How My Legal Aid Efforts Delivered Justice For Pending Under Trials

Posted on July 6, 2012 in Specials

By Naman Mohnot:

The concept of legal aid encompasses a broad range of activities that aim at social advancement by creatively utilizing the instrument of law. Legal profession, the way it is currently practiced and organized, is primarily concerned with the improvement of the quality of legal services rather than ensuring equitable and even distribution of legal services. That is where the concept of legal aid finds its relevance-it strives to make law relevant to the masses, who, somehow are left out and exist below the visibility line of law in action.

My role, and to a certain extent, a turning point in my life came when I read an article through which I came to know about the pathetic condition of prisoners which deserved attention. I also came to know how they are treated in jails. A notable thing was that most of the under trials are in jail illegally, but neither any awareness nor concern regarding this has been generated. I recollected that in the case of Hussainara Khatoon v. State of Bihar, the Honourable Patna High court had granted bail to 40,000 under trials. That was inspiration enough and I was impelled to do something to make as much of a difference to their lives as possible. The dilemma remained however as to what I should do. I came to know about the idea of legal aid programmes and how they could be the liberating force for numerous lives. I came across 436-A, a section of CrPc. In 2006 an amendment was made to section 436 of CrPC and a clause “A” was added to this section. According to this section, an under trial person can be considered for release if he has not been accused of an offence punishable with death sentence and has already served one half of the maximum period of imprisonment prescribed for the offence for which he is accused or more than that. If an under trial meets the requirements of this section then he can apply for bail by contacting his lawyer to file a fresh application for bail, or he can apply for free legal aid to the District or State Legal Services Authority, or by contacting the Superintendent of Jail, or writing a letter to the IG [prisons]. The concerned court may, after hearing the public prosecutor, order release on personal bond with or without sureties, or release the person on bail, after recording the reasons, or order continued detention, after recording the reasons in writing.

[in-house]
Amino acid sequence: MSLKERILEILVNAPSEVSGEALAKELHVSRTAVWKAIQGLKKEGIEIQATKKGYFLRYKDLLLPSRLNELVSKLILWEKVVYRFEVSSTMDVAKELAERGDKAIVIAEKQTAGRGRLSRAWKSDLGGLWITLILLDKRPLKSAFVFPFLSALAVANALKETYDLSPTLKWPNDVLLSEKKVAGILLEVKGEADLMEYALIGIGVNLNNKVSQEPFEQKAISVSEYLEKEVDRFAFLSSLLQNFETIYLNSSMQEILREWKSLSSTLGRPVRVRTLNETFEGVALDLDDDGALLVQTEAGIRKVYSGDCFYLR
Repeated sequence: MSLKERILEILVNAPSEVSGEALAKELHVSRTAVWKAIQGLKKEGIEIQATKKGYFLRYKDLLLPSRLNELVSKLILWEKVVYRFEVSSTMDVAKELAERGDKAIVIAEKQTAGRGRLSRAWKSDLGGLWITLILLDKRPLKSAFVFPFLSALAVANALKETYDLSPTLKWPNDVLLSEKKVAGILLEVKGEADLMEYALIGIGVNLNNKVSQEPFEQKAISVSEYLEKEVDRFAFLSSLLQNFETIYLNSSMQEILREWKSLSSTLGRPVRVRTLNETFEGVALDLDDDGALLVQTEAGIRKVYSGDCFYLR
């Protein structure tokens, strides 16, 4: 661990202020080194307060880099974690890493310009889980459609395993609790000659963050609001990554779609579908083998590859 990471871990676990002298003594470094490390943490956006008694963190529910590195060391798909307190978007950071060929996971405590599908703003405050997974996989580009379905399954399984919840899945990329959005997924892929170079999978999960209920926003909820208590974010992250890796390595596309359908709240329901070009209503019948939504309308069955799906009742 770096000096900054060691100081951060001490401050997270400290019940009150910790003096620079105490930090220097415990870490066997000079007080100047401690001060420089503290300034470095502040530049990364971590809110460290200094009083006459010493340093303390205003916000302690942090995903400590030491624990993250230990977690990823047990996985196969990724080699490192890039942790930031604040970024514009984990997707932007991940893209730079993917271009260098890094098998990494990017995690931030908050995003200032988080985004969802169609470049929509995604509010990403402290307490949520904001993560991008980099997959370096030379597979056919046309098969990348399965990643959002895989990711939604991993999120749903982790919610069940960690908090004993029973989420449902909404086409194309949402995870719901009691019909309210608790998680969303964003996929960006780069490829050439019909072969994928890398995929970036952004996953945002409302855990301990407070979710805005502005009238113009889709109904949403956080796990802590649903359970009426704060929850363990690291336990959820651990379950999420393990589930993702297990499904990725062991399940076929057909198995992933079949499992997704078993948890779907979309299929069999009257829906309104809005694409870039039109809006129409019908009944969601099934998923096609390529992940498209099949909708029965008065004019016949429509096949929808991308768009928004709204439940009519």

I followed the same procedure. In Jodhpur, Rajasthan, I made two under trial prisoners obtain bail under section 436-A of the CrPC. First, I filed an RTI to know that how many under trials come under this section, then I got the whole list. RTI is a huge empowering mechanism. I started a detailed study of each and everyone. I met all of them. They wanted to breathe in free air, wanted to eat food cooked by their mothers and cherished liberty more than anyone, primarily due to the absence of it. But, they were ignorant largely owing to their illiteracy. I took their consent, and they readily signed the documents accepting me as their lawyer. There was a feel-good about what I was doing and I was also infused with zeal and respect to the future of what I had undertaken. When I met them, I felt a sense of satisfaction. After completing the work at the Jail, I moved to the district court. For the first time I appeared in a court and I had no guide. Nobody was there to teach me how to file a bail application, but my belief in the cause I was striving for kept me going. I kept enquiring from random people and proceeding further.